Manufactured systems are becoming increasingly common across all types of builds—industrial, institutional, commercial, and residential—regardless of the size or value of the project. One of the trickier issues related to these systems involves the manufacturer representations that accompany them. For example, if a manufacturer represents that a panel or window system “ensures a continuous vapor and air barrier” or “total air and moisture control,” what does that mean for the contractor installing it vis-à-vis the standard of care owed to the owner? Contractors are not subject to the professional standard of care owed by designers and engineers. Yet, now they are selecting and installing an engineered system that carries its own guarantees.
The best solution for the contractor is for the owner or architect to specify any required systems in the plans and specifications up front and, preferably, for the owner/architect to mandate a specific manufacturer or supplier of the system, creating a potential sole-source situation absolving the contractor from any liabilities related to the design of the system or even delays resulting from late deliveries or procurement problems. Of course, the best-case scenario is rarely, if ever, what construction attorneys encounter when our services are enlisted. If the contractor has chosen a particular manufacturer to supply a window system or paneling installation, for example, then the next step is to ensure any warranties or guarantees provided by the manufacturer flow through to the owner and that the contractor receives indemnification from the manufacturer, should a problem with the design result. This should serve to cut off the owner’s argument that the warranty or guarantee constitutes a performance specification on the part of the contractor.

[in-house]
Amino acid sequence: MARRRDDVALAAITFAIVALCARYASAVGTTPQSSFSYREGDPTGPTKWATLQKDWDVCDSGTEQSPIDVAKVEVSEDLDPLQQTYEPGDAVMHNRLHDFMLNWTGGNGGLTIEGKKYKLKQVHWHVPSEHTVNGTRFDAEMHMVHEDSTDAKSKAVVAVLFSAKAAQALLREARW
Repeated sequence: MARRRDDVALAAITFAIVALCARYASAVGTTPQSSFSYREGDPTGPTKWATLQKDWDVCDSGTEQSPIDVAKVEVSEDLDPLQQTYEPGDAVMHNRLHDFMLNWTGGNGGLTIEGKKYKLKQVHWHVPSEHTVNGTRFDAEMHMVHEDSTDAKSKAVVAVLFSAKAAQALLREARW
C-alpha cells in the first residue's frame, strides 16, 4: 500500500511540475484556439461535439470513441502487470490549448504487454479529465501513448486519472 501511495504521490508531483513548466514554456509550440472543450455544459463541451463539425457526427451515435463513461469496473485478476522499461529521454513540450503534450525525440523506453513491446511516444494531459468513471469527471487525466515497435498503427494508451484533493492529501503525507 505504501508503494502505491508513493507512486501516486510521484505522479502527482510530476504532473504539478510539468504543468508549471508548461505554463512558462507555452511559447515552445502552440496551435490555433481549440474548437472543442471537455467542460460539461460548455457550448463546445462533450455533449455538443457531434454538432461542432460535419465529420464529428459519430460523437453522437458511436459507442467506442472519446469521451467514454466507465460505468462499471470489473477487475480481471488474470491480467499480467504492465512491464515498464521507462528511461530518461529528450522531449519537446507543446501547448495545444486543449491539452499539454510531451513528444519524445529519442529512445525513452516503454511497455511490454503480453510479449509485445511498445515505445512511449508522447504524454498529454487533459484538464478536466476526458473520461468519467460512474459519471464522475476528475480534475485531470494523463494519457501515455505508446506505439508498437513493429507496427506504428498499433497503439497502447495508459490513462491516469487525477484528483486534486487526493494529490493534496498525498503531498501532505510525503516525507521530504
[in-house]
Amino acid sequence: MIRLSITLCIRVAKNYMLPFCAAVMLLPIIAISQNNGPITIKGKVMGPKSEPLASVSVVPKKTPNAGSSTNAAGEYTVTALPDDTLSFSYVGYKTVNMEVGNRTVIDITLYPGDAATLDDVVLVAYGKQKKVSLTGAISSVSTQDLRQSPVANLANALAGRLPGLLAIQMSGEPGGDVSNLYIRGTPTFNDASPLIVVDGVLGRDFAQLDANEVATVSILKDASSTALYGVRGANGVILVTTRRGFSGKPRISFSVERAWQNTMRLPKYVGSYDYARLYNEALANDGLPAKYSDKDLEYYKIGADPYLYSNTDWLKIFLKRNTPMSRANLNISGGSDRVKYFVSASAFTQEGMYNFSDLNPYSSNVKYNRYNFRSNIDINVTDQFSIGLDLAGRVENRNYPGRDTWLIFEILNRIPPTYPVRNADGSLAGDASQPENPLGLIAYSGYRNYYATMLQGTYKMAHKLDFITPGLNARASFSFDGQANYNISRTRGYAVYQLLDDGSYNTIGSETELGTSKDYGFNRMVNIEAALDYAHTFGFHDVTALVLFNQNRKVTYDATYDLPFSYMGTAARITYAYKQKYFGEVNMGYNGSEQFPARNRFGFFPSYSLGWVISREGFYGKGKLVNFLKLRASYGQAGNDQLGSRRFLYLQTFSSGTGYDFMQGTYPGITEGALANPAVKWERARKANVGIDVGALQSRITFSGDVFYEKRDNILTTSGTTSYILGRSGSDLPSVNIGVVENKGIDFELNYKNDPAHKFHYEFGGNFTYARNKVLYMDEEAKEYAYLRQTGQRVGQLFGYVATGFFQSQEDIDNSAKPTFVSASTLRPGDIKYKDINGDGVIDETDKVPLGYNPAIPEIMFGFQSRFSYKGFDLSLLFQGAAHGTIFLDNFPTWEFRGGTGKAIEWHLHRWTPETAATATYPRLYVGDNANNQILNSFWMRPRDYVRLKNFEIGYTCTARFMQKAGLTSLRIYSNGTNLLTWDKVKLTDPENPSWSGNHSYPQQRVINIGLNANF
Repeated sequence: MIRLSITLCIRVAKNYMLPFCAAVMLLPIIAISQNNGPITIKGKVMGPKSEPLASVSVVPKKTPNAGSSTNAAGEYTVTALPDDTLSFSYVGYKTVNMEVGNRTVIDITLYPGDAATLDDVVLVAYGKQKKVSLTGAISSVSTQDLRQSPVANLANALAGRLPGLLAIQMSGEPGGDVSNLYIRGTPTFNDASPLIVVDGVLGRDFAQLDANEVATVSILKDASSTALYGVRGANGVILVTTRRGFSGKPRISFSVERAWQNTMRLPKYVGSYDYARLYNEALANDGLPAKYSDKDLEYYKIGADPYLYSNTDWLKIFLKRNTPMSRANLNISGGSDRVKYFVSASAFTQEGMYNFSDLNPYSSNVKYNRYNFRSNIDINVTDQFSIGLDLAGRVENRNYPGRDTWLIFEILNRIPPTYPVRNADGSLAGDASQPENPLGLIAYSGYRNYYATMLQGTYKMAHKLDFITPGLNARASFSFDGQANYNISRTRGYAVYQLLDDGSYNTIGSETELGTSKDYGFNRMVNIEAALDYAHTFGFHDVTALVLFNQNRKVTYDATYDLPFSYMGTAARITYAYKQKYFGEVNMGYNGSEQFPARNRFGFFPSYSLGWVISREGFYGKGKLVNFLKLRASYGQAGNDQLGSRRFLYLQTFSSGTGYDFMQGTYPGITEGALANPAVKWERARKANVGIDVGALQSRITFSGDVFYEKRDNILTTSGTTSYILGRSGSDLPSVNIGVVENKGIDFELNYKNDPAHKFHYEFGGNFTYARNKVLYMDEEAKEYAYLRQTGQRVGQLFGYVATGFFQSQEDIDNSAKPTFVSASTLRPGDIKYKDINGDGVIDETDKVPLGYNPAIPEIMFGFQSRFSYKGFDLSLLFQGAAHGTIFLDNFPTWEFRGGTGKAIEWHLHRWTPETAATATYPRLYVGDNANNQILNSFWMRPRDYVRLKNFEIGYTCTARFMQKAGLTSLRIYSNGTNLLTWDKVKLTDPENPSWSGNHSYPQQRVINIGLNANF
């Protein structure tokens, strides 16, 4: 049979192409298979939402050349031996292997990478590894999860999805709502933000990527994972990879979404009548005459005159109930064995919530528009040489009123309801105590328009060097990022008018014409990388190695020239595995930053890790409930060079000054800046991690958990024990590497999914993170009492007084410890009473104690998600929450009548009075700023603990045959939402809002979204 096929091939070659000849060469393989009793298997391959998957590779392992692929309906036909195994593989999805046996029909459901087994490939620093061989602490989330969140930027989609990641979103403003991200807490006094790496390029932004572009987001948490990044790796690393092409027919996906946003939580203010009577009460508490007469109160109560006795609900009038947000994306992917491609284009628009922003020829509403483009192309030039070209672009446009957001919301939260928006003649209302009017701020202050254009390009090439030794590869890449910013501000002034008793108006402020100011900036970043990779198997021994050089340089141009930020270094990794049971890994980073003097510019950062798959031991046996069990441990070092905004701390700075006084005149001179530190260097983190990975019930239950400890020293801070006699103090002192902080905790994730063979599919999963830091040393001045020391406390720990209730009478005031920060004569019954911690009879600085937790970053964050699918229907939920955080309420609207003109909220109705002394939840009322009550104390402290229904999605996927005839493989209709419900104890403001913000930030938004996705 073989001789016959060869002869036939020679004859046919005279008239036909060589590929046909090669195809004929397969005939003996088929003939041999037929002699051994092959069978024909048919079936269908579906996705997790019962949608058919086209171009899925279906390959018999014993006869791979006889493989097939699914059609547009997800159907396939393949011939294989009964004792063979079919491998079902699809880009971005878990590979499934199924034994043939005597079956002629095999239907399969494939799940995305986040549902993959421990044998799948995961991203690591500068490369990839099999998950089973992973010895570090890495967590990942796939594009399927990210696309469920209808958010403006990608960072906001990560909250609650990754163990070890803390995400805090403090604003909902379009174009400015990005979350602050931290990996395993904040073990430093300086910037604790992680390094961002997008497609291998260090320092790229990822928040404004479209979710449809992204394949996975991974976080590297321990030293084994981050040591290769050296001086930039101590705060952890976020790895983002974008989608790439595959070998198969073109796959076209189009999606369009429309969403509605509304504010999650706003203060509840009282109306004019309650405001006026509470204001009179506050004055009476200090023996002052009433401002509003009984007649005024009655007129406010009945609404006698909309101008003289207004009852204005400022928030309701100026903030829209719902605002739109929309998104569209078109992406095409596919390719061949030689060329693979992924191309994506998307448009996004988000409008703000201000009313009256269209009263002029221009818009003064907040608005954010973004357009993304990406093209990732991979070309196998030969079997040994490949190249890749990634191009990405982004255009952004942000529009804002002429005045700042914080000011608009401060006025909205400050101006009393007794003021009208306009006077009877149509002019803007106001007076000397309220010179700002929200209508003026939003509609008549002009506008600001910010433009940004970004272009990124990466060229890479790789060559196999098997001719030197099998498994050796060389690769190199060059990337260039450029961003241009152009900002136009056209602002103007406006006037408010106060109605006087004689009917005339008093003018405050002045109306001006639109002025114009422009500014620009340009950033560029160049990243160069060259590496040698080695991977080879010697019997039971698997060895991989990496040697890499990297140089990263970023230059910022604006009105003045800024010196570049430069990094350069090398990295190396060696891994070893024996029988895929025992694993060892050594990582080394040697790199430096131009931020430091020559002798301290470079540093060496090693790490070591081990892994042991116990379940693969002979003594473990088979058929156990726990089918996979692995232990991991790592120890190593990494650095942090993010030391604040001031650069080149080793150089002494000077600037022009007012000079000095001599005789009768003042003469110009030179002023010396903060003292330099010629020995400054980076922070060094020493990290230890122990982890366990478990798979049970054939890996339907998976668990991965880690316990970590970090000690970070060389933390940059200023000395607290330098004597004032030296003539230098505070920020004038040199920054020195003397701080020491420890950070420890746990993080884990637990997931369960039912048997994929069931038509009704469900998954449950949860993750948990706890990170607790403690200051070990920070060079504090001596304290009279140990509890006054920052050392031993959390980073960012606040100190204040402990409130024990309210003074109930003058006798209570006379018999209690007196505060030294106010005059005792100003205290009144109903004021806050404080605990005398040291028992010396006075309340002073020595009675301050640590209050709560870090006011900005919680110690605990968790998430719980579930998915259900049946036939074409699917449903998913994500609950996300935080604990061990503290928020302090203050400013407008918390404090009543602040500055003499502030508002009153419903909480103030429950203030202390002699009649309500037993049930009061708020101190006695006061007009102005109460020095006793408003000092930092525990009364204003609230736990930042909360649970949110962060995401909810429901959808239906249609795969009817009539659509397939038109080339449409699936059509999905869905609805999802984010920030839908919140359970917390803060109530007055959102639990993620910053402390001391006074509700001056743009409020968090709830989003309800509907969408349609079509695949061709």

More and more general contractors are selling “preconstruction services” as part of their offerings. These services can be offered as a distinct phase of work, or they can be incorporated through contract language requiring essentially that the same preconstruction scope be executed under the main contract. Often these duties may appear to include design services provided by the contractor or its subs, such as identifying issues and recommending alternative solutions whenever the design details adversely affect budgets, schedules, or construction feasibility. The most obvious way to ensure anything offered preconstruction does not bleed into a contractor’s main scope of work and corresponding obligations is to offer the services as a separate contract with a definite end point that occurs prior to a contractor beginning its construction responsibilities. In addition, contractors should be careful to disclaim throughout these service provisions that anything undertaken is done in their role as a contractor and not as a design professional. That is, the contract should expressly state that the contractor is not the designer and that any services provided are done solely for purposes of constructability review.
Apart from more affirmative actions that contractors may take—such as revising an owner’s plans through shop drawings or providing preconstruction services—there are a host of contract provisions that can more subtly shift design responsibility.
For example, a normal catchall clause found in AIA A201 section 1.2.1 states the following: